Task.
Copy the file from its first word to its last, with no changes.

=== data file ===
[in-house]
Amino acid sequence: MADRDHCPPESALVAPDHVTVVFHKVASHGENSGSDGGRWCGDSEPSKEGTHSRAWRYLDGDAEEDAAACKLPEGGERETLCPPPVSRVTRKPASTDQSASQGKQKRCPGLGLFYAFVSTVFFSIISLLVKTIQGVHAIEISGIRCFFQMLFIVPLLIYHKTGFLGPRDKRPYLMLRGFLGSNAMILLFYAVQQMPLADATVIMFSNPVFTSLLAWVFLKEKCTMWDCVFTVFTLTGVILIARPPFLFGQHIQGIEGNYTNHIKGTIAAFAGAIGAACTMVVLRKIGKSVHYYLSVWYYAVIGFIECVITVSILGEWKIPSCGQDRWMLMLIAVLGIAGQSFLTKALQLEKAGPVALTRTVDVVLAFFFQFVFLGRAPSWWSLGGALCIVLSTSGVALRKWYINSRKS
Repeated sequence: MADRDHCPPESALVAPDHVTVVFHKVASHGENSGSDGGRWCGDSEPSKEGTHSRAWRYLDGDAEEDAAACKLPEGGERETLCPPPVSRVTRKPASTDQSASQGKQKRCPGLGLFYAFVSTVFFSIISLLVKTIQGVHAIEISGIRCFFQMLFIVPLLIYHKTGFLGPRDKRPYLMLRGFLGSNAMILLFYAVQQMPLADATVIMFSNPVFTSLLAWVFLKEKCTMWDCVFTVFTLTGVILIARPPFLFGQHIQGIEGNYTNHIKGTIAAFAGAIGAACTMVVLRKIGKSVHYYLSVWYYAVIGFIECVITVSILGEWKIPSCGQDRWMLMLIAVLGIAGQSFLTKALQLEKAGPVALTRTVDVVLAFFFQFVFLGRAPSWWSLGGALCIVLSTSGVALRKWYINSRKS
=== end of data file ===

[in-house]
Amino acid sequence: MADRDHCPPESALVAPDHVTVVFHKVASHGENSGSDGGRWCGDSEPSKEGTHSRAWRYLDGDAEEDAAACKLPEGGERETLCPPPVSRVTRKPASTDQSASQGKQKRCPGLGLFYAFVSTVFFSIISLLVKTIQGVHAIEISGIRCFFQMLFIVPLLIYHKTGFLGPRDKRPYLMLRGFLGSNAMILLFYAVQQMPLADATVIMFSNPVFTSLLAWVFLKEKCTMWDCVFTVFTLTGVILIARPPFLFGQHIQGIEGNYTNHIKGTIAAFAGAIGAACTMVVLRKIGKSVHYYLSVWYYAVIGFIECVITVSILGEWKIPSCGQDRWMLMLIAVLGIAGQSFLTKALQLEKAGPVALTRTVDVVLAFFFQFVFLGRAPSWWSLGGALCIVLSTSGVALRKWYINSRKS
Repeated sequence: MADRDHCPPESALVAPDHVTVVFHKVASHGENSGSDGGRWCGDSEPSKEGTHSRAWRYLDGDAEEDAAACKLPEGGERETLCPPPVSRVTRKPASTDQSASQGKQKRCPGLGLFYAFVSTVFFSIISLLVKTIQGVHAIEISGIRCFFQMLFIVPLLIYHKTGFLGPRDKRPYLMLRGFLGSNAMILLFYAVQQMPLADATVIMFSNPVFTSLLAWVFLKEKCTMWDCVFTVFTLTGVILIARPPFLFGQHIQGIEGNYTNHIKGTIAAFAGAIGAACTMVVLRKIGKSVHYYLSVWYYAVIGFIECVITVSILGEWKIPSCGQDRWMLMLIAVLGIAGQSFLTKALQLEKAGPVALTRTVDVVLAFFFQFVFLGRAPSWWSLGGALCIVLSTSGVALRKWYINSRKS